‘You look like a Morehouse man.’ I heard those words from my fifth-grade teacher—Mrs. Barbara Pulliam, and they still resonate with me nearly 30 years later.
After hearing her encouraging words, I knew college, specifically Morehouse College, was my destiny. I grew up in Augusta, Ga., son to a young mother who headed the household for several years. That made getting a job, working hard, and paying your bills the order of the day. Going to college was not first and foremost in conversations around the family dinner table with my mother and three siblings. As a matter of fact, it wasn’t discussed at all.
However, those words, ‘you look like a Morehouse man,’ convinced me to look in our family’s hand-me-down “World Book Encyclopedia” for this Morehouse. That same day, I set out to achieve my dream and the words of a prophetic elementary school teacher would cause her to one day attend my Morehouse graduation as well as the conferring of an honorary degree on me all prior to the age of 40.
There was no family college fund, no athletic scholarship, no savings, and still I applied to and was accepted by Morehouse. I promised my mother that I would not saddle the family with debt, especially because of a young sister and twin brothers, who needed everything the family had to offer.
By 30, I was free of student debt. My solution: scholarships. I applied for every scholarship I could find, including one offered by the United Negro College Fund, today known as “UNCF.” Remember the name, UNCF. It could be a game changer in life after college debt free or facing years of financial stress. I even wrote to every business my parents did business with and asked if they had funds for students attending college. The local grocery store, the hometown bar-b-q pit, our insurance agent, and of course my own church. I collected and cobbled those checks, large and small together to get enough to start my journey, but I had a balance—a 5-digit balance. That meant I had a loan.
However, I was not deterred. I went back in that financial aid office after the lines were gone and the semester began. I told them I wanted to tell my mother by Mother’s Day I had no loan. The staff was so touched by my story, I was told to go check out the office’s bulletin board. I discovered I still had time to apply for scholarships. I selected a UNCF scholarship and applied right on the spot. When I arrived back on campus in January 2001, before classes started, my mother called to ask if I applied for a scholarship. When informed I did, she let me know a check for $10,000 from UNCF was there. My debt was all but gone. My education was guaranteed. Those dreams of being a Morehouse man, not just looking like one, were within reach.
Scholarships and grants—not loans and the promise of elusive loan forgiveness—are essential if college students (especially those like me: Black students from low income backgrounds) are to lessen the burden of seemingly endless mountains of debt as they journey to and through college. Yes, applying for grants and scholarships is tedious and time-consuming work. I know because I completed applications on a typewriter—not a computer. Too often I learn from advisors and counselors that scholarships are available, but students simply are not taking the time to submit applications; or they start the applications but think the essays are too much to ask. Too often students are falling into the trap of debt acceptance with a hope of forgiveness.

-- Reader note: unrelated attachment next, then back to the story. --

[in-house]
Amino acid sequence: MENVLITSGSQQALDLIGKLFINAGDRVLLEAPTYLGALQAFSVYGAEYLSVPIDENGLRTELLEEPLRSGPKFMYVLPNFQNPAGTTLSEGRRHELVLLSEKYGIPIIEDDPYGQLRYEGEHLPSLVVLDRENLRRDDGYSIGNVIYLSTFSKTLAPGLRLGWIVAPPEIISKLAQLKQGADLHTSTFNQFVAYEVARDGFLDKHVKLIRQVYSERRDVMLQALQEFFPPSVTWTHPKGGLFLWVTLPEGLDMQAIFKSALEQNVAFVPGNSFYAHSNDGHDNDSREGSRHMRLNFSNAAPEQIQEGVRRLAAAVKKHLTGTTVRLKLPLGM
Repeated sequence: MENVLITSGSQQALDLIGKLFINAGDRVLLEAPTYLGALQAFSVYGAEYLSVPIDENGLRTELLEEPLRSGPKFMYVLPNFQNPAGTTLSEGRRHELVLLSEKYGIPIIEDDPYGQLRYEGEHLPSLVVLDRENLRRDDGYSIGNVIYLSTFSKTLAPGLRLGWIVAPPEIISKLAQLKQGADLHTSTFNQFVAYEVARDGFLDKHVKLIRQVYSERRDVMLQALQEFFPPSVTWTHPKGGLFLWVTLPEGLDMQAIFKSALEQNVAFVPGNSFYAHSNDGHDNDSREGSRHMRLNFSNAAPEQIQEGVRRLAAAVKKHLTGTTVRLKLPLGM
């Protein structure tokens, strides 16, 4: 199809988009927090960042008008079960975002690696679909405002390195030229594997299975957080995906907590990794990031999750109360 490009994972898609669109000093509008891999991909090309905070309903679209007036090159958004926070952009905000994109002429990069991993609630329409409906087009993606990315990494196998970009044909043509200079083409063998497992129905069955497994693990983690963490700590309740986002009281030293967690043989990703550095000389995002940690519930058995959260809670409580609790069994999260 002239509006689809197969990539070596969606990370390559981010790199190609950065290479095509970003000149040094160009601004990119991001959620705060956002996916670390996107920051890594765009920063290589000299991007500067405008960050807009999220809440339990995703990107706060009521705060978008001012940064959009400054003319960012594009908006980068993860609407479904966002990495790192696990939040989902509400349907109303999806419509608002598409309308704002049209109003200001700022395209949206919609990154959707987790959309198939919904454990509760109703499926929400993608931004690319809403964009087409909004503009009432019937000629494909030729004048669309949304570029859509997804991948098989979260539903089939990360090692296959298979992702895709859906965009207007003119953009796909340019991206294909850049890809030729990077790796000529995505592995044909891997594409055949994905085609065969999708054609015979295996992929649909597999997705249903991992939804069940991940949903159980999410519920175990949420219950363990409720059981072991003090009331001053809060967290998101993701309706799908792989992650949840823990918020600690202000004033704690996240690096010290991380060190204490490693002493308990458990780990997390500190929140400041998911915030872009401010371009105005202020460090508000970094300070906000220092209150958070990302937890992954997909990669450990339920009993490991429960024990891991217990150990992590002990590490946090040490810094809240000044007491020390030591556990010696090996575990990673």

I urge students to avoid the mindset of debt acceptance and pursue scholarships and grants that will lighten the financial pressure of attending college.
UNCF is here to help. We are largest private provider of scholarships to minority individuals and the largest and most effective minority education organization. We administer more than 400 programs, including scholarship, internship and fellowship, mentoring and summer enrichment programs.
For 77 years, UNCF has supported historically Black colleges and universities, raised well over $5 billion to support them and their students, helped over 500,000 students earn college degrees, and every day we have reaffirmed the truth and wisdom of our motto that is the foundation of all that we do: “A mind is a terrible thing to waste, but a wonderful thing to invest in.®”
We’re all too familiar with the numbers. The average student loan balance after college is $37,173—and that’s higher for Black students. The average Black household well is just $7,000 while the average white household has amassed the wealth of $107,000. With those kinds of stats weighing on Black and brown students with clear aptitude for higher education, debt simply cannot be the answer—even if it is the easy option.
Take the harder path. Put scholarships in your internet search engine. Go to uncf.org. Please do anything but accept the debt, as the consequences of repayment will soon follow.
Lodriguez Murray is senior vice president of public policy and government affairs for UNCF (United Negro College Fund).